In C. S. Lewis’ Prince Caspian, Lucy encounters a once noble creature so reduced, and she asks, “Wouldn’t it be dreadful if someday in our own world, at home, men start going wild inside, like the animals here, and still look like men, so that you’d never know which were which.”

            Horrifying isn’t it. Have we become unicorns scavenging in trash cans?

            Maybe we have, but God has not. Onward does not end in despair, because the Gospel does not end with condemnation but redemption. In Jesus, we see a life magically alive with the Spirit, and Jesus uses his Spirit-filled life, death, and resurrection to not only forgive our self-degradation but also to completely renovate us into homes of the Spirit at home in a Spirit-filled material world. And so once again, we’re invited to embrace the magic, even if it’s hard to master. If we do, we’ll relearn how to soar, to gallop, and to frolic, and how to be of help to all people while doing it.

Weekly Reading Plan – Sept 27-Oct 4, 2020 – The Walls of Jericho

DAY 1 – Hebrews 11:30; Joshua 5:13 – Joshua 6 – Pray for the Character of our National Leaders

DAY 2 – 2 Chronicles 20 – Worship God in the face of your enemies

DAY 3 – Psalm 149 – Pray for God to provide singers, musicians, and directors for our musical worship at Oakland

DAY 4 – Acts 16:16-40 – Pray for incarcerated Christians in the U.S. and abroad

DAY 5 – Ephesian 6:10-20 – Pray for Strength to get up again

While we were not gathering in our building every week, many of us had to take responsibility for our spiritual lives in deeper way than ever before. We have to intentionally feed ourselves spiritually if we want to PERSEVERE.

  1. When has God saved you from one enemy only to another roadblock? When have you run into an “unconquerable” foe?
  2. What made Jericho so formidable? Why was it so important to conquer Jericho?  
  3. What weapon did the Israelites use to defeat Jericho? What weapon will you use in your battles against bigger foes? Why did they march in silence except for the music? What does this teach us about music and silence?
  4. How do you feel about God putting everyone to death in Jericho?
  5. What similarities are there between Jericho and 2 Chron 20? Who does the fighting in 2 Chron 20? Who’s fighting your battles? When threats arise, what do the Israelites do? When threats arise in your life, what do you do? Who can stand before the Lord with you and your family? What group can you call to gather around you?
  6. When do the Israelites worship? When do you worship?
  7. What do we learn about worship in Psalm 149? What does worship do to us? To God? To God’s enemies? How have you experienced these things?
  8. What amazes you in Acts 16? How would you respond if you were Paul and Silas? What would you have done in jail? When have you seen people sing under oppression and jail? When have you?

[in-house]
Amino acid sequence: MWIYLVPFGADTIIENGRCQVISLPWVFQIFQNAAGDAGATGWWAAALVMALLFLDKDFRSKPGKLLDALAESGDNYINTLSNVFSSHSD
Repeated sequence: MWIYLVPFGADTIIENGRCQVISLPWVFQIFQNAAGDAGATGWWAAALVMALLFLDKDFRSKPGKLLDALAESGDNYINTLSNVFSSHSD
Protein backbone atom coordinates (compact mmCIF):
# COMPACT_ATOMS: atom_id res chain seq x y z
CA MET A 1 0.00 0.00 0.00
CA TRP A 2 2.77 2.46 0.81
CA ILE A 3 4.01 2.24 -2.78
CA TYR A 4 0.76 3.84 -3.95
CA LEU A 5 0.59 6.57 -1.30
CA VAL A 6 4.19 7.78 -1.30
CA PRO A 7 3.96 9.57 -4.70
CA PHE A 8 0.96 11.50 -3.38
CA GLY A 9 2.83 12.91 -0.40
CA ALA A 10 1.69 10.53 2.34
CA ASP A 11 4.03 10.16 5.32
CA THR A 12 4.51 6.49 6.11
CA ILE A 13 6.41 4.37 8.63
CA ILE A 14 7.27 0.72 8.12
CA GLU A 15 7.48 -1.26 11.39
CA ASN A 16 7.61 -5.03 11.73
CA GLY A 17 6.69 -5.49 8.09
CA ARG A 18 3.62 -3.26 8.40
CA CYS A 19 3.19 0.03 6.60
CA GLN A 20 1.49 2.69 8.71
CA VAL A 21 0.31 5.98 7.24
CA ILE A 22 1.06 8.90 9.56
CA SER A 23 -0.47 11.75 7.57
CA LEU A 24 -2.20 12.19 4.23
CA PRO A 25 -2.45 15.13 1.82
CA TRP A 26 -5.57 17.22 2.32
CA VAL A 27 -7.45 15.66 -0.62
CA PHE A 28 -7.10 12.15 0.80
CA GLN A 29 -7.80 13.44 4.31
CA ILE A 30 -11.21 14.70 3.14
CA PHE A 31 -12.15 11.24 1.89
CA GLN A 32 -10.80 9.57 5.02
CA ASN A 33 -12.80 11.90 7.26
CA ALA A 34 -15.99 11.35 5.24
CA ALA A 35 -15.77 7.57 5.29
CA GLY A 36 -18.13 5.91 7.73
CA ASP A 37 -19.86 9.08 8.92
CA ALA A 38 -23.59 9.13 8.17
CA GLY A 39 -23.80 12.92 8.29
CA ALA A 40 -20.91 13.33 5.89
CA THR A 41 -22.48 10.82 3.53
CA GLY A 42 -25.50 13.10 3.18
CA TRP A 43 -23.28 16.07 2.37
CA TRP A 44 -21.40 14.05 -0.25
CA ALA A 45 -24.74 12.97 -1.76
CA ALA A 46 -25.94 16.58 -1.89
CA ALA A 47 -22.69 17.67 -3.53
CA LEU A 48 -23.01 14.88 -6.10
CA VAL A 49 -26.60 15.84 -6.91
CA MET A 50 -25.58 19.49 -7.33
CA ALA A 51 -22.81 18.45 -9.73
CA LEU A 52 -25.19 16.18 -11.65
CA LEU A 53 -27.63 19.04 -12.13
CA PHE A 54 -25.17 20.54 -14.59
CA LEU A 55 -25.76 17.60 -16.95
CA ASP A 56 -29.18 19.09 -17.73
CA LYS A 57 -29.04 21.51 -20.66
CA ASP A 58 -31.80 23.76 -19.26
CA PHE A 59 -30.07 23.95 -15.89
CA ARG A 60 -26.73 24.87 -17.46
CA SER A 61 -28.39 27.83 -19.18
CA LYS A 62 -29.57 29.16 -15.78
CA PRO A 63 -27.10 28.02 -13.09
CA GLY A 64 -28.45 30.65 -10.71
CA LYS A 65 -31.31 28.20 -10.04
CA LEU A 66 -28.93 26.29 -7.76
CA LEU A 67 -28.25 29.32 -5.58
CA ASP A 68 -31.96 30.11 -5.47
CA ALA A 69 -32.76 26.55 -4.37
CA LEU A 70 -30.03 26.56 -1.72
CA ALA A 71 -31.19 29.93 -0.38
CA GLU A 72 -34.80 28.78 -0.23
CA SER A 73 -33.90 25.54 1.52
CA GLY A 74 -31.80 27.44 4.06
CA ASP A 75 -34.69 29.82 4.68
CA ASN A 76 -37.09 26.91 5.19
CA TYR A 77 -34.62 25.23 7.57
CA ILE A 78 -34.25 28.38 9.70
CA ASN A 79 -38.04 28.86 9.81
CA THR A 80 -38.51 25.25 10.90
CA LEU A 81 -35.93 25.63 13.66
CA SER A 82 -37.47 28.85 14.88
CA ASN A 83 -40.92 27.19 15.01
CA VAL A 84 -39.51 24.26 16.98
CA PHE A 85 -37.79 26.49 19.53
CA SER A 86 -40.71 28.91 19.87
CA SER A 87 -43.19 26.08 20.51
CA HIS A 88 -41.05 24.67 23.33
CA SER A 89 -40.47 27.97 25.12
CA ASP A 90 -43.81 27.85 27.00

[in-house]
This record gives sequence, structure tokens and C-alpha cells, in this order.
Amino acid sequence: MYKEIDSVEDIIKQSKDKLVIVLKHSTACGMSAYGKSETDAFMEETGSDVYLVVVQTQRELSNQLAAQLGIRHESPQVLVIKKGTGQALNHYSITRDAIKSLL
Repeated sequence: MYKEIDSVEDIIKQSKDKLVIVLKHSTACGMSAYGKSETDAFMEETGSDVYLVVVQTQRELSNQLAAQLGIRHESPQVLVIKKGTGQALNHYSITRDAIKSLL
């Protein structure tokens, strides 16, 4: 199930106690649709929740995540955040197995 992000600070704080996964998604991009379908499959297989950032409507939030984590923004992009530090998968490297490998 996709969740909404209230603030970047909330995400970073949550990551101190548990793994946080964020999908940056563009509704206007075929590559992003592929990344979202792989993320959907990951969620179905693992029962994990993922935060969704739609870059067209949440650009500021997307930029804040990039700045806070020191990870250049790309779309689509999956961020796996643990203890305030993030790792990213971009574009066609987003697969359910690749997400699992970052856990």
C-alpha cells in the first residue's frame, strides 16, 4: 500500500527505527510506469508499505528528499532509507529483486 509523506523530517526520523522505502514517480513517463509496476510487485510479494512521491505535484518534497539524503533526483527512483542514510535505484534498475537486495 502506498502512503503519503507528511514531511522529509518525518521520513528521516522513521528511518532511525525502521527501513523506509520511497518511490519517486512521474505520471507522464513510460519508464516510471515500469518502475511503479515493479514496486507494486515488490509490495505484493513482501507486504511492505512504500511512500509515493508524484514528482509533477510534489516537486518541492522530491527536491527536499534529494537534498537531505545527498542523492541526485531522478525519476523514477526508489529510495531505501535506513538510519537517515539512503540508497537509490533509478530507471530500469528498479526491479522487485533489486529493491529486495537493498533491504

9. Why would God give us spiritual armor? What are these pieces and how do we use them? How do we put them on? What are we supposed to do once we put them on? How are Standing and Persevering related?

Weekly Reading Plan – April 5-12 – Holy Week

Weekly Reading Plan for Holy Week

DAY 1 – LUKE 22:1-38

DAY 2 – LUKE 22:39-23:1

DAY 3 – LUKE 23:1-43

DAY 4 – LUKE 23:44-56


The week between Palm Sunday and Easter is called Holy Week. During this time, it is tradition to reread the story of Jesus’s betrayal, arrest, trial, torture, death, burial, and resurrection. We will join this ancient tradition following Luke’s story.

  1. What does Passover celebrate? What might we intuit from this time of Jesus’ death? How is Jesus death like Passover?
  2. Why do you think Judas betrayed Jesus? What might his motivations be? How do you think he justified it? How are you like Judas?
  3. What can we learn from the Last Supper Jesus shares with his disciples? What part of the story stands out to you?
  4. Jesus is talking about his death; how do the disciples turn the conversation into a greatness contest? How do we do the same?
  5. What does Jesus pray? How does the Father answer his prayer? How do we know what God’s will is? Practically, what are ways we turn our will over to God’s will?
  6. Why are the disciples so exhausted? How is this related to the temptation they will encounter? When are you most vulnerable to the Devil’s tempting?
  7. What is Peter doing? Why? How would you feel in that moment if you were Peter? How are you like Peter?
  8. Why is it so tempting to mock Jesus? How is it possible for us to mock Jesus today? What unites Pilate and Herod? How does utilitarian thinking get us into trouble?
  9. What words does Jesus say from the cross? What do they mean? How are they true of you? Which criminal gets it right? What has he done to earn Jesus’ paradise? Have you made the same request of Jesus?
  10. Why are Joseph’s actions courageous? What does he risk? Why does he risk it? What have you to risk?
  11. Isaiah 53 was written hundreds of years before Jesus’ birth. What amazes you about how the pieces fit together?